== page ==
Just as man is meant to be a temple for the Holy Spirit, so the earth is meant to be the temple for man, or at least his castle, or if that is too much to consider, then at least his home. JMJ, do you scatter diapers all over your house, cut down trees in your neighborhood, shoot the cats you see prowling around, poison the birds, burn old tires to give the air a nice aroma? You might as well do this stuff, since God will be renewing the earth some day, maybe next week for all we know.

Posted Wednesday, February 22, 2012 2:21 AM By MIKE
JB EL PASO – I discussed this with a Priest a few years ago. Yes we must confess our sins once a year as stated in the CCC #2041 and 2042. It is a Precept of the Church. The CCC contains the Doctrine of the Faith, the shorter Compendium which was distributed Motu Proprio from Pope Benedict also clearly contains this #432. You are correct about Canon 989, but you also must read Canon 21. “Can. 21 In a case of doubt, the revocation of a pre-existing law is not presumed, but later laws must be related to the earlier ones and, insofar as possible, must be harmonized with them.” The Precept of the Church that we must confess our sins at least once a year stands – per the Magisterium (and Pope John Paul II in the CCC), and per Pope Benedict in the Compendium (distributed Motu Proprio). If anyone has not gone to Confession in the past year, make it your Lenten Resolution.

Posted Thursday, February 23, 2012 1:58 AM By Kenneth M. Fisher
JLS, The last time I visited Thailand and was with Archbishop Khai, we were blessed to meet a former budhist to whom the Blessed Mother appeared and gave the woman the gift of infused knowledge to read and write. I personally asked her, through the Archbishop, if she had not been able to read and write before Our Lady appeared to her, and if she could read and write now, to which she replied in the affirmative and with a universal YES a nod. The statue that took life form and spoke to her now cries real human tears. I have been privleged to witness this as well. God bless, yours in Their Hearts, Kenneth M. Fisher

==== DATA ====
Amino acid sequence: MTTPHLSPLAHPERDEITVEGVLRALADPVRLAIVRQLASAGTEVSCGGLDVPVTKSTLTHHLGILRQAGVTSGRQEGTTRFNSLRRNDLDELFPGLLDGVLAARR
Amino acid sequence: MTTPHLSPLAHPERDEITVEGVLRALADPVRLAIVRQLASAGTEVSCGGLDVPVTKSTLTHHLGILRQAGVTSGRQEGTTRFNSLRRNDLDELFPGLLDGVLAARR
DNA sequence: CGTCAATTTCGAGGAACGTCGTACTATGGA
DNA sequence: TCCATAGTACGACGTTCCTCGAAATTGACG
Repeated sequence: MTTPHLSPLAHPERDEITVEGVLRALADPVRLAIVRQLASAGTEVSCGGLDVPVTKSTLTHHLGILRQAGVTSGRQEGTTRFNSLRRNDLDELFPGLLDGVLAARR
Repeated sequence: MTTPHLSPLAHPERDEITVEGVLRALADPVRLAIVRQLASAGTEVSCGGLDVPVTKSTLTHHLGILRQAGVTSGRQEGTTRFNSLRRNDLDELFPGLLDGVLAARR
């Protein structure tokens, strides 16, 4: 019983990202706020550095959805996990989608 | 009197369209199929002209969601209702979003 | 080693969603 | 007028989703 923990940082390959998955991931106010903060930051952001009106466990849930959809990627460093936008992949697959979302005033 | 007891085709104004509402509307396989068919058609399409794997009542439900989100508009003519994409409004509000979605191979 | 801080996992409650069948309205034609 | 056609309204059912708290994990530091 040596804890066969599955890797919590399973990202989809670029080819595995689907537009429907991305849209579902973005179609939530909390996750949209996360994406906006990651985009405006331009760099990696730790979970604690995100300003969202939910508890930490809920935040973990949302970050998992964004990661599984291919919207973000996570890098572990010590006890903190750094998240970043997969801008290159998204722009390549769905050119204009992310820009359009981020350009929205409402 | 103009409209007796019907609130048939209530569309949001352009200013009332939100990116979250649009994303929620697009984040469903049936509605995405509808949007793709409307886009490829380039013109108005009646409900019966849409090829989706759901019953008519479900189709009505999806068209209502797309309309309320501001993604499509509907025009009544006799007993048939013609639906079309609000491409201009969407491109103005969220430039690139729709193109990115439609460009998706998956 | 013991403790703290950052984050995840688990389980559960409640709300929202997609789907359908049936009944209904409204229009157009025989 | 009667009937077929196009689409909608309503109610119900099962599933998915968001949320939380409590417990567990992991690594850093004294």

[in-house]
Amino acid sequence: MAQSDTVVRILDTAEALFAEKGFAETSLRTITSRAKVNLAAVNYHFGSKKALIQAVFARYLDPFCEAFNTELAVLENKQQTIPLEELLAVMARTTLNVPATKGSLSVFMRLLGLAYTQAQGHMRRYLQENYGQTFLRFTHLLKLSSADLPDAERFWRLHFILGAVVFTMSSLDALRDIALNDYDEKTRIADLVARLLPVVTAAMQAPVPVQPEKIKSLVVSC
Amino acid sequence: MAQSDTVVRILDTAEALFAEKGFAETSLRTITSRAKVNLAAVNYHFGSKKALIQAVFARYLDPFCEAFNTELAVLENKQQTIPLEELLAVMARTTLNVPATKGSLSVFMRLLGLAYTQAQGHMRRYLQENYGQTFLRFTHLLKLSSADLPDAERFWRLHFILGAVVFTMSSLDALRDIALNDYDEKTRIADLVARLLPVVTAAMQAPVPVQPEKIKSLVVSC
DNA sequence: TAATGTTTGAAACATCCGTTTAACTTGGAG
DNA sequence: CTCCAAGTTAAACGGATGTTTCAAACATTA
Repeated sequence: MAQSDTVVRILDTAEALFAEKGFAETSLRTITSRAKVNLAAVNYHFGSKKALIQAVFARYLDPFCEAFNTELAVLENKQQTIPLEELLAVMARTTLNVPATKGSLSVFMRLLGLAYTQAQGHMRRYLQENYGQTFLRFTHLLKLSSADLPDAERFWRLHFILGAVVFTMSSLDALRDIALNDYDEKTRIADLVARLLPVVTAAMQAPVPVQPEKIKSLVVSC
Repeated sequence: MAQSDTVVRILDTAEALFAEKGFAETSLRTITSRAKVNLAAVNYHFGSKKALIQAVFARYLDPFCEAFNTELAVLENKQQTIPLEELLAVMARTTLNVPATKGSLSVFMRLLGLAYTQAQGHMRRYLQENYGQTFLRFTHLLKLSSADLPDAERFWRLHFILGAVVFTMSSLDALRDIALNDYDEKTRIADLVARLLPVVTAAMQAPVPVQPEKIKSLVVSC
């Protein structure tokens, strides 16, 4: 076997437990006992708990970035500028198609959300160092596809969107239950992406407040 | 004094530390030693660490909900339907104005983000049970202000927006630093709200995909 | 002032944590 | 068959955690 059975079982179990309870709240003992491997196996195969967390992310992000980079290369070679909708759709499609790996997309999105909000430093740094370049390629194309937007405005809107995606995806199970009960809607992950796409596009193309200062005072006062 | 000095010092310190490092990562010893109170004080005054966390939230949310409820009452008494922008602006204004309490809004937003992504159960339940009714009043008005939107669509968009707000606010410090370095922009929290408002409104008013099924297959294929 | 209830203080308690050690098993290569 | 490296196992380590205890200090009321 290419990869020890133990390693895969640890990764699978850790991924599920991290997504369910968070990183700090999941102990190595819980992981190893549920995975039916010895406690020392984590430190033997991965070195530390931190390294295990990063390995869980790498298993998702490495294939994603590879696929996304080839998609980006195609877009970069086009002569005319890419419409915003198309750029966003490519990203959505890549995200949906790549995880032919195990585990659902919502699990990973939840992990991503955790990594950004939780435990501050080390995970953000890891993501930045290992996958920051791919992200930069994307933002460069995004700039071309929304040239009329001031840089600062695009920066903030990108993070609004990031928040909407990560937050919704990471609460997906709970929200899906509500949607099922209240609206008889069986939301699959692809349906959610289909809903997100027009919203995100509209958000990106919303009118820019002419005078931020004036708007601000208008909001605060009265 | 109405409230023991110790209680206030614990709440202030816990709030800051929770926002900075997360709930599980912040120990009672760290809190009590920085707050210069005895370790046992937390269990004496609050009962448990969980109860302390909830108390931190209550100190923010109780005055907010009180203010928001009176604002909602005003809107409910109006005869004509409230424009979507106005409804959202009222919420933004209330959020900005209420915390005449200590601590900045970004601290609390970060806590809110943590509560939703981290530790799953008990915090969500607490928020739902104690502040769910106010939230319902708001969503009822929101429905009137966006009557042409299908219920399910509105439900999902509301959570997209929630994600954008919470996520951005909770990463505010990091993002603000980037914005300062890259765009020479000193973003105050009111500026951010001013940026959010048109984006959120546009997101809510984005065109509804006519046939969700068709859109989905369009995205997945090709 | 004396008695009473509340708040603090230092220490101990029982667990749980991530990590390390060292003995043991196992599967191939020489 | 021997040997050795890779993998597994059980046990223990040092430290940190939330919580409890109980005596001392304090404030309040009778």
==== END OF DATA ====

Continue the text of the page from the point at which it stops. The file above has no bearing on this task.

Posted Thursday, February 23, 2012 5:43 PM By Anne T.
Bishop Soto seems to be doing a great deal for traditional families. He charitably spoke out to a group against homosexual practices, was in a pro-life walk and now has given us some excellent ideas for Lent. He is to be commended for all this.

Posted Thursday, February 23, 2012 6:29 PM By JLS
Interesting, Kenneth. My question is on the natural realm though, because I was once told by a supposed expert that if a person has not learned to read by age nine, that normally they never will, at least not to any extent considered literate.

Posted Thursday, February 23, 2012 8:52 PM By Kenneth M. Fisher
JLS, “Supposed expert” is the right way to put it! God bless, yours in Their Hearts, Kenneth M. Fisher

Posted Friday, February 24, 2012 2:01 AM By Angelo
Sarah, Pope Paul Vl lifted the the Church law that made it a mortal sin to eat meat on Fridays (it was done after V2). Paul Vl added “My people keep with this holy practice.” He never abolished meatless Fridays. It was the progressives who led us to believe that. When the new Code of Canon Law took effect. Bl. John Paul ll made it clear that Church law mandates Friday as a day of pennance for all Catholics. He did not reinstate meatless Fridays per se, rather he made it clear that it remained Church Law and it was never changed. There was an exception exactly as before V2. Such as where Catholics ate fish everyday, they instead had fishless Fridays. The US Bishops decided for us, do your own penance of your choosing (That decision was dead on arrival). Fridays have always been days of pennance as Christ gave his life for our salvation on that day. Saturdays are traditionaly dedicated to Our Lady, as she mourned the death of her child on that day. Sunday attendance at Mass still binds under pain of mortal sin, as on that day Christ conquered death for us, by rising from it. Many do not know or have forgotten that Our Lord sanctified Friday, Saturday and Sunday, and the Church calls us to holy observances on those 3 days. The Church is alive and well, only there are those who have succeeded in smothering it in our lives.